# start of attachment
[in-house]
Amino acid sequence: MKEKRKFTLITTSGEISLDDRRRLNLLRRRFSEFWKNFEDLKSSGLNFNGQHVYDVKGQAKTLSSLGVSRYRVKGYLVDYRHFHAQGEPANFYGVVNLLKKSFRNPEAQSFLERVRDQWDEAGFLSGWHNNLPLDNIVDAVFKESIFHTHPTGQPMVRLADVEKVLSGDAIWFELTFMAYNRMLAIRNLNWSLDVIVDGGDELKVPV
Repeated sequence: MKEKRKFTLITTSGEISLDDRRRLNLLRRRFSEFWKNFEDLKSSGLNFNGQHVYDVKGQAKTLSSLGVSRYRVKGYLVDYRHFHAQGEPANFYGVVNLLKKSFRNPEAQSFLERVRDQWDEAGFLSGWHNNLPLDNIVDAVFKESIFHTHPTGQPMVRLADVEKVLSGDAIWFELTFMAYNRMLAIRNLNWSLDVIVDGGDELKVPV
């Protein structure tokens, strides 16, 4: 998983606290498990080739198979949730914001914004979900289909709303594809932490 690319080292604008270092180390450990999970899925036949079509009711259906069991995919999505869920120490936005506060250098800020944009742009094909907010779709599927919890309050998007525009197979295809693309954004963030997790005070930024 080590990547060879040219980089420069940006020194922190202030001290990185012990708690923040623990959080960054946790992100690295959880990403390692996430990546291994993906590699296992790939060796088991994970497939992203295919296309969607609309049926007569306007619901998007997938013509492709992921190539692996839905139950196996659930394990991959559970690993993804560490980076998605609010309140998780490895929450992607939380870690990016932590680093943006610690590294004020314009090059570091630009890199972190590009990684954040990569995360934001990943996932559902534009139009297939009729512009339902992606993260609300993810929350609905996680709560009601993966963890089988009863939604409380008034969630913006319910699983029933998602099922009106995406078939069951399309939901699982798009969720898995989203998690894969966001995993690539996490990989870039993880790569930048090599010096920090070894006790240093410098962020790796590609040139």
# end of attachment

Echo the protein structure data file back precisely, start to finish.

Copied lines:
[in-house]
Amino acid sequence: MKEKRKFTLITTSGEISLDDRRRLNLLRRRFSEFWKNFEDLKSSGLNFNGQHVYDVKGQAKTLSSLGVSRYRVKGYLVDYRHFHAQGEPANFYGVVNLLKKSFRNPEAQSFLERVRDQWDEAGFLSGWHNNLPLDNIVDAVFKESIFHTHPTGQPMVRLADVEKVLSGDAIWFELTFMAYNRMLAIRNLNWSLDVIVDGGDELKVPV
Repeated sequence: MKEKRKFTLITTSGEISLDDRRRLNLLRRRFSEFWKNFEDLKSSGLNFNGQHVYDVKGQAKTLSSLGVSRYRVKGYLVDYRHFHAQGEPANFYGVVNLLKKSFRNPEAQSFLERVRDQWDEAGFLSGWHNNLPLDNIVDAVFKESIFHTHPTGQPMVRLADVEKVLSGDAIWFELTFMAYNRMLAIRNLNWSLDVIVDGGDELKVPV
């Protein structure tokens, strides 16, 4: 998983606290498990080739198979949730914001914004979900289909709303594809932490 690319080292604008270092180390450990999970899925036949079509009711259906069991995919999505869920120490936005506060250098800020944009742009094909907010779709599927919890309050998007525009197979295809693309954004963030997790005070930024 080590990547060879040219980089420069940006020194922190202030001290990185012990708690923040623990959080960054946790992100690295959880990403390692996430990546291994993906590699296992790939060796088991994970497939992203295919296309969607609309049926007569306007619901998007997938013509492709992921190539692996839905139950196996659930394990991959559970690993993804560490980076998605609010309140998780490895929450992607939380870690990016932590680093943006610690590294004020314009090059570091630009890199972190590009990684954040990569995360934001990943996932559902534009139009297939009729512009339902992606993260609300993810929350609905996680709560009601993966963890089988009863939604409380008034969630913006319910699983029933998602099922009106995406078939069951399309939901699982798009969720898995989203998690894969966001995993690539996490990989870039993880790569930048090599010096920090070894006790240093410098962020790796590609040139």